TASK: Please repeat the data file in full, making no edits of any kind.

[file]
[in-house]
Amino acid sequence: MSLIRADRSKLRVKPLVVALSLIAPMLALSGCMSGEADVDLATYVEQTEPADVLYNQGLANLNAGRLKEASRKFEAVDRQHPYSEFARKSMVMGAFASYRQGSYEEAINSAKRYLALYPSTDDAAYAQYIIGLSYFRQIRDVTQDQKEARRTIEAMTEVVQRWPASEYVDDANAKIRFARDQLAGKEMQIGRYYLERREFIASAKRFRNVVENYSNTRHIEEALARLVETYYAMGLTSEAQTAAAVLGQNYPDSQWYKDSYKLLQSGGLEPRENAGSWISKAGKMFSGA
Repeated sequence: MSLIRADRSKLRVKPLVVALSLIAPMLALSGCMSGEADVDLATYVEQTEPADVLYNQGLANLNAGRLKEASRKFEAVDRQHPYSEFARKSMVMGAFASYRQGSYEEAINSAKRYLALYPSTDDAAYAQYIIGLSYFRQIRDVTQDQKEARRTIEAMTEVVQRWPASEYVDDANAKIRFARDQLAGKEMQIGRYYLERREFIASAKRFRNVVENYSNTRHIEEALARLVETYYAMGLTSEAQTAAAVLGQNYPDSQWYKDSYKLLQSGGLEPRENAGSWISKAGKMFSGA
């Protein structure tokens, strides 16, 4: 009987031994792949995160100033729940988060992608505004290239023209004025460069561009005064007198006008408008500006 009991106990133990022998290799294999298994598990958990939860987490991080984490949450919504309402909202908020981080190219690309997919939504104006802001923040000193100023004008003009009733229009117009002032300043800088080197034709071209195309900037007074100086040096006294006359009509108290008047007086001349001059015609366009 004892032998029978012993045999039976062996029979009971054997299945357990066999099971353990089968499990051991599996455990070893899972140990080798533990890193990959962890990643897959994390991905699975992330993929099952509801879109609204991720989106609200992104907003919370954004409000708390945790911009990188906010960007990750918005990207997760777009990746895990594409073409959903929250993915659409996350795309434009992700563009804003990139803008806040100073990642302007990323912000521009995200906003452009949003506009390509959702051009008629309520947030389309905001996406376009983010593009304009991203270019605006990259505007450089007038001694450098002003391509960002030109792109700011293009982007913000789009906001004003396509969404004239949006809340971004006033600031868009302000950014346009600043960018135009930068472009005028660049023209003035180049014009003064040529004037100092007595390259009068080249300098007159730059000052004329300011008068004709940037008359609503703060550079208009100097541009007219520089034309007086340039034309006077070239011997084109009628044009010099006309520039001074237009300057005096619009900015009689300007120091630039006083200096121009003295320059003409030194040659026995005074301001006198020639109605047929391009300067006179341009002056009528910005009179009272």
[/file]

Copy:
[in-house]
Amino acid sequence: MSLIRADRSKLRVKPLVVALSLIAPMLALSGCMSGEADVDLATYVEQTEPADVLYNQGLANLNAGRLKEASRKFEAVDRQHPYSEFARKSMVMGAFASYRQGSYEEAINSAKRYLALYPSTDDAAYAQYIIGLSYFRQIRDVTQDQKEARRTIEAMTEVVQRWPASEYVDDANAKIRFARDQLAGKEMQIGRYYLERREFIASAKRFRNVVENYSNTRHIEEALARLVETYYAMGLTSEAQTAAAVLGQNYPDSQWYKDSYKLLQSGGLEPRENAGSWISKAGKMFSGA
Repeated sequence: MSLIRADRSKLRVKPLVVALSLIAPMLALSGCMSGEADVDLATYVEQTEPADVLYNQGLANLNAGRLKEASRKFEAVDRQHPYSEFARKSMVMGAFASYRQGSYEEAINSAKRYLALYPSTDDAAYAQYIIGLSYFRQIRDVTQDQKEARRTIEAMTEVVQRWPASEYVDDANAKIRFARDQLAGKEMQIGRYYLERREFIASAKRFRNVVENYSNTRHIEEALARLVETYYAMGLTSEAQTAAAVLGQNYPDSQWYKDSYKLLQSGGLEPRENAGSWISKAGKMFSGA
């Protein structure tokens, strides 16, 4: 009987031994792949995160100033729940988060992608505004290239023209004025460069561009005064007198006008408008500006 009991106990133990022998290799294999298994598990958990939860987490991080984490949450919504309402909202908020981080190219690309997919939504104006802001923040000193100023004008003009009733229009117009002032300043800088080197034709071209195309900037007074100086040096006294006359009509108290008047007086001349001059015609366009 004892032998029978012993045999039976062996029979009971054997299945357990066999099971353990089968499990051991599996455990070893899972140990080798533990890193990959962890990643897959994390991905699975992330993929099952509801879109609204991720989106609200992104907003919370954004409000708390945790911009990188906010960007990750918005990207997760777009990746895990594409073409959903929250993915659409996350795309434009992700563009804003990139803008806040100073990642302007990323912000521009995200906003452009949003506009390509959702051009008629309520947030389309905001996406376009983010593009304009991203270019605006990259505007450089007038001694450098002003391509960002030109792109700011293009982007913000789009906001004003396509969404004239949006809340971004006033600031868009302000950014346009600043960018135009930068472009005028660049023209003035180049014009003064040529004037100092007595390259009068080249300098007159730059000052004329300011008068004709940037008359609503703060550079208009100097541009007219520089034309007086340039034309006077070239011997084109009628044009010099006309520039001074237009300057005096619009900015009689300007120091630039006083200096121009003295320059003409030194040659026995005074301001006198020639109605047929391009300067006179341009002056009528910005009179009272």